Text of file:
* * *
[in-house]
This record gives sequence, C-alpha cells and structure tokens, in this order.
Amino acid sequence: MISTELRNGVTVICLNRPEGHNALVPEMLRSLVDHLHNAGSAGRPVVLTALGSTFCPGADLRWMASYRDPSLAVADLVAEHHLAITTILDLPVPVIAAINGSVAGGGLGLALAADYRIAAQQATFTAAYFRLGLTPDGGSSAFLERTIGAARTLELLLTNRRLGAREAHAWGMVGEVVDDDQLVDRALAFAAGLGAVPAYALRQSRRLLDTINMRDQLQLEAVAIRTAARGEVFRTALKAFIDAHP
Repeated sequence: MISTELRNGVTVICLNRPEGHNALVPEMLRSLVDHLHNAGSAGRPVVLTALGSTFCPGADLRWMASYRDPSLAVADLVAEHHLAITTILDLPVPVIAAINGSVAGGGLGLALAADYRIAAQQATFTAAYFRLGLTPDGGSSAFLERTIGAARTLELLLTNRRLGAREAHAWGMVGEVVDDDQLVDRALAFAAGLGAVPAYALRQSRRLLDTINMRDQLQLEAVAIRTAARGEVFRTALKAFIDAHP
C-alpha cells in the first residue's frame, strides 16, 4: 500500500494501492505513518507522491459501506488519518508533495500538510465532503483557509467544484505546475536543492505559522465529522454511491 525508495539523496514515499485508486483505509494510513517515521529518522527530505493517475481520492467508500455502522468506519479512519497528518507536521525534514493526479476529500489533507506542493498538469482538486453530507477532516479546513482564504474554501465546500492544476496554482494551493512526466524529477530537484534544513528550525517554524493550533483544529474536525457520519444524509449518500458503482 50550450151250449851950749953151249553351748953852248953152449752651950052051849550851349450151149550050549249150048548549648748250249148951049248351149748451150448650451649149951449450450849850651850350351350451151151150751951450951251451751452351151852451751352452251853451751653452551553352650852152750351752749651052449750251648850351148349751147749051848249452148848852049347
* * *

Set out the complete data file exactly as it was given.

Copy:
[in-house]
This record gives sequence, C-alpha cells and structure tokens, in this order.
Amino acid sequence: MISTELRNGVTVICLNRPEGHNALVPEMLRSLVDHLHNAGSAGRPVVLTALGSTFCPGADLRWMASYRDPSLAVADLVAEHHLAITTILDLPVPVIAAINGSVAGGGLGLALAADYRIAAQQATFTAAYFRLGLTPDGGSSAFLERTIGAARTLELLLTNRRLGAREAHAWGMVGEVVDDDQLVDRALAFAAGLGAVPAYALRQSRRLLDTINMRDQLQLEAVAIRTAARGEVFRTALKAFIDAHP
Repeated sequence: MISTELRNGVTVICLNRPEGHNALVPEMLRSLVDHLHNAGSAGRPVVLTALGSTFCPGADLRWMASYRDPSLAVADLVAEHHLAITTILDLPVPVIAAINGSVAGGGLGLALAADYRIAAQQATFTAAYFRLGLTPDGGSSAFLERTIGAARTLELLLTNRRLGAREAHAWGMVGEVVDDDQLVDRALAFAAGLGAVPAYALRQSRRLLDTINMRDQLQLEAVAIRTAARGEVFRTALKAFIDAHP
C-alpha cells in the first residue's frame, strides 16, 4: 500500500494501492505513518507522491459501506488519518508533495500538510465532503483557509467544484505546475536543492505559522465529522454511491 525508495539523496514515499485508486483505509494510513517515521529518522527530505493517475481520492467508500455502522468506519479512519497528518507536521525534514493526479476529500489533507506542493498538469482538486453530507477532516479546513482564504474554501465546500492544476496554482494551493512526466524529477530537484534544513528550525517554524493550533483544529474536525457520519444524509449518500458503482 50550450151250449851950749953151249553351748953852248953152449752651950052051849550851349450151149550050549249150048548549648748250249148951049248351149748451150448650451649149951449450450849850651850350351350451151151150751951450951251451751452351151852451751352452251853451751653452551553352650852152750351752749651052449750251648850351148349751147749051848249452148848852049347